II. WE ARE ENCOURAGED BY THE PROMISE OF WHAT GOD WILL DO. "Fear not; I will help thee." You cannot pray as you desire — "I will help thee." You feel unable to overcome sin — "I will help thee." You are engaged in service too heavy for you — "I will help thee." Then comes a promise, fuller in words and as rich in grace, "I will pour water on him that is thirsty." You shall be refreshed; your desires shall be gratified. Water quickens sleeping vegetable life: your life shall be quickened by fresh grace. Water swells the buds and makes the fruits ripe: you shall have fructifying grace; you shall be made fruitful in the ways of God. Whatever good quality there is in Divine grace, you shall enjoy it to the full You shall be, as it were, drenched with it.

III. AS A VERY GREAT COMFORT TO HIS MOURNING PEOPLE, THE LORD NOW PROMISES A BLESSING UPON THEIR CHILDREN. They must get the blessing for themselves first. "I win pour water upon him that is thirsty, and floods upon the dry ground," — that is first; and then afterwards — "I will pour My Spirit upon thy seed." We must not expect to see our children blessed unless we ourselves grow in grace. It is often the inconsistency of parents which is the outward obstacle to the conversion of their children. But now, if we have had faith to receive much grace from God, here comes a blessed promise for our children — "I will pour My Spirit upon thy seed," in which observe —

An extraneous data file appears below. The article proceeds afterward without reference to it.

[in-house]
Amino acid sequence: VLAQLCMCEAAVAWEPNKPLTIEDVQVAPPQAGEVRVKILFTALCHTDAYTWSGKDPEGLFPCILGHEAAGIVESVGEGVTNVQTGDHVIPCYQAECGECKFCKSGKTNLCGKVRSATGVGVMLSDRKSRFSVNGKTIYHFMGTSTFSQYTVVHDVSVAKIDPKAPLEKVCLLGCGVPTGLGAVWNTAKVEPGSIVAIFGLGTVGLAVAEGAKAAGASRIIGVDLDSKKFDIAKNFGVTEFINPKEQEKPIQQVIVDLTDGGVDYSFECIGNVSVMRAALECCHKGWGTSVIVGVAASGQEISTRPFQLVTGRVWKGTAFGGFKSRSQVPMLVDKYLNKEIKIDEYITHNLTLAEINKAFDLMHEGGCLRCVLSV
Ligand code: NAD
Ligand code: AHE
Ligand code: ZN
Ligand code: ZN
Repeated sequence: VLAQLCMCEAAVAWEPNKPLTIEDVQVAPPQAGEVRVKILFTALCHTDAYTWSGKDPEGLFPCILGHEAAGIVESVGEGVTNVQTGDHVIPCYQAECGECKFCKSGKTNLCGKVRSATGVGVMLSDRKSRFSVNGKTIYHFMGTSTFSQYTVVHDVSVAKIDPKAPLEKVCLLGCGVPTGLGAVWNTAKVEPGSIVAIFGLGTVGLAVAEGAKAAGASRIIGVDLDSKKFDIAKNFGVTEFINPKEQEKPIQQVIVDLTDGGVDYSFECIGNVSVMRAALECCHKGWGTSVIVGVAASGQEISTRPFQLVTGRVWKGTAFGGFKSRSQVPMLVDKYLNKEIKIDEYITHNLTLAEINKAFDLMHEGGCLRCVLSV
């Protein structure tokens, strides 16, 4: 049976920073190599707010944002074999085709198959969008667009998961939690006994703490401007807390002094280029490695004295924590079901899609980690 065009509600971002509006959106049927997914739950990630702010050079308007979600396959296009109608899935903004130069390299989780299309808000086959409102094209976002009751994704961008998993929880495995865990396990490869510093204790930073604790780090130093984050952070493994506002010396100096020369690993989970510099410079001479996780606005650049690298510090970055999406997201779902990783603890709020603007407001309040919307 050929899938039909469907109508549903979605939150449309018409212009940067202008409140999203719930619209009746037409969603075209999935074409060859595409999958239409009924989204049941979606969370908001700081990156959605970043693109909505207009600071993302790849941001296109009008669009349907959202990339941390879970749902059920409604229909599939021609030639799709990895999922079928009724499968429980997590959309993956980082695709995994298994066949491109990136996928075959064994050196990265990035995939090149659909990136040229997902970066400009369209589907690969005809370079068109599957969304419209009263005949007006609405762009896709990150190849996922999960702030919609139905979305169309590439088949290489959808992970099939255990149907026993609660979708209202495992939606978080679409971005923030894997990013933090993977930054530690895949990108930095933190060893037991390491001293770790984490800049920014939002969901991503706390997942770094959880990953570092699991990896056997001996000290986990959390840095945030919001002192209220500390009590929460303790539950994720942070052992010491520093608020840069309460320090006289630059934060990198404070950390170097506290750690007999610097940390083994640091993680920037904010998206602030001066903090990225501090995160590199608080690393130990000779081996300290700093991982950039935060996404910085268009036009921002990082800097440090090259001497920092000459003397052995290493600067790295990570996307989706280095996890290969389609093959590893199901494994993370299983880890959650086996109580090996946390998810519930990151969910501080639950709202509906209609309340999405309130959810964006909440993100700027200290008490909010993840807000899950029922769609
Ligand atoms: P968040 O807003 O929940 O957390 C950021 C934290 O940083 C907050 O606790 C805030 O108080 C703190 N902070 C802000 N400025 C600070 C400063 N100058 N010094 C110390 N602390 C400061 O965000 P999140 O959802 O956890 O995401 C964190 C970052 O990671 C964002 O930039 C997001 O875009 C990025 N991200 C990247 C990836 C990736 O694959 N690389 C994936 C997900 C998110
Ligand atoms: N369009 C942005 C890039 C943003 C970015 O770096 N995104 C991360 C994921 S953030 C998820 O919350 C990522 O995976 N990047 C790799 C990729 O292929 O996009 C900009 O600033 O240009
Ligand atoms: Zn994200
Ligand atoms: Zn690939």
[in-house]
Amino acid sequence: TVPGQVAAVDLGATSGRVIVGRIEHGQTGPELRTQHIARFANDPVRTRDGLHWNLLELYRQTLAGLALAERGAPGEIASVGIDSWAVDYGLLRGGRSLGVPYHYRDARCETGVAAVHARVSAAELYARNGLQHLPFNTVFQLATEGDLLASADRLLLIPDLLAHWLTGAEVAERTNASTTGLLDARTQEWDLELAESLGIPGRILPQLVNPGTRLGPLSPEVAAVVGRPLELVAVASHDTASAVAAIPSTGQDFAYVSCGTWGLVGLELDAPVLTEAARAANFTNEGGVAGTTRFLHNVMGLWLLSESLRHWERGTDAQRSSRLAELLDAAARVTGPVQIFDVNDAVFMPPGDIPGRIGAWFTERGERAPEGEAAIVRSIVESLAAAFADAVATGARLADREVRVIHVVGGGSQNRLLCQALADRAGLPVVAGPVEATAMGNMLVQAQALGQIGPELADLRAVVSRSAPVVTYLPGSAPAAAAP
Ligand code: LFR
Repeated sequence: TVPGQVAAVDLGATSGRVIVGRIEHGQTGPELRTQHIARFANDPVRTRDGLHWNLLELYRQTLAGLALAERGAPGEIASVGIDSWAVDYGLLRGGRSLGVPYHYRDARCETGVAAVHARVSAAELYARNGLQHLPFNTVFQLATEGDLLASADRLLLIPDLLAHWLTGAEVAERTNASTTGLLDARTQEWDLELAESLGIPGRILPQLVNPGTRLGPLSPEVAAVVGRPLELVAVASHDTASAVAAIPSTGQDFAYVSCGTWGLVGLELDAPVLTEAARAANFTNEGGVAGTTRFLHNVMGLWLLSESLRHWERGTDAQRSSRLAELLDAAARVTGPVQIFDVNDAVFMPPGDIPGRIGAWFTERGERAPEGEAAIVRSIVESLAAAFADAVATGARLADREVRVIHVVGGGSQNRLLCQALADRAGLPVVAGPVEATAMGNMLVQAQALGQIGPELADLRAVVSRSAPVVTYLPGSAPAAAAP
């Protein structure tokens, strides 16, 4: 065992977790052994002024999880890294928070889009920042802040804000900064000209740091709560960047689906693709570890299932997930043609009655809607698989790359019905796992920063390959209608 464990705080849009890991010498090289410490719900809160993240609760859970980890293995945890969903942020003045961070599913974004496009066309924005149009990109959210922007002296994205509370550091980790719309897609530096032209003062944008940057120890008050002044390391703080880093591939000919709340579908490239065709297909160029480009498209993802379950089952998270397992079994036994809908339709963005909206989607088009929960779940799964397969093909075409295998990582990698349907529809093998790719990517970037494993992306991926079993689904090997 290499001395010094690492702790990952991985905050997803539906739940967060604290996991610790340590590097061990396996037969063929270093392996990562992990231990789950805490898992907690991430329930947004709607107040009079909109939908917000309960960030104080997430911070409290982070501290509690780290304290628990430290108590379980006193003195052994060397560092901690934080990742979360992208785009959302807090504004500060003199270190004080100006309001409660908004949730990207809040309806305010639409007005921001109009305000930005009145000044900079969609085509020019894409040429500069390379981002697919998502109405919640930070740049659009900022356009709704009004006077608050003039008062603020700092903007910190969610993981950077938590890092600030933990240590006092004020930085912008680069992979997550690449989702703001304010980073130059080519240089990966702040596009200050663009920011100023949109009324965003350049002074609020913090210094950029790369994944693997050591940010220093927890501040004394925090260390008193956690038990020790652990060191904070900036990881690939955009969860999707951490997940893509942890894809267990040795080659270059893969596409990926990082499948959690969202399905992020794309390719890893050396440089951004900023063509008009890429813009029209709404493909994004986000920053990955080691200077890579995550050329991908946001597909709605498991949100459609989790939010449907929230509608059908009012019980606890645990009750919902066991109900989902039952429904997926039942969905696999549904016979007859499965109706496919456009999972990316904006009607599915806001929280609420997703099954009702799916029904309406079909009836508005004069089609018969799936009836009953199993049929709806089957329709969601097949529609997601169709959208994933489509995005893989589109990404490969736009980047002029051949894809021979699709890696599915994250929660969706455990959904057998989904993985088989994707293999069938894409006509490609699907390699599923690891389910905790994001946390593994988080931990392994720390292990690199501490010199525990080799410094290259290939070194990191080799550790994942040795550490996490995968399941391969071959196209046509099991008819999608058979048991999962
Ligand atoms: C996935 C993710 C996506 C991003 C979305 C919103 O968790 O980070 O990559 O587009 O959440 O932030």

1. The need. To give a new heart and a right spirit is the work of the Holy Spirit, and of the Holy Spirit alone.

2. The source of the mercy which God will give. "My Spirit."

3. The plenty of grace which God gives. "Pour": not a little of it — but abundance.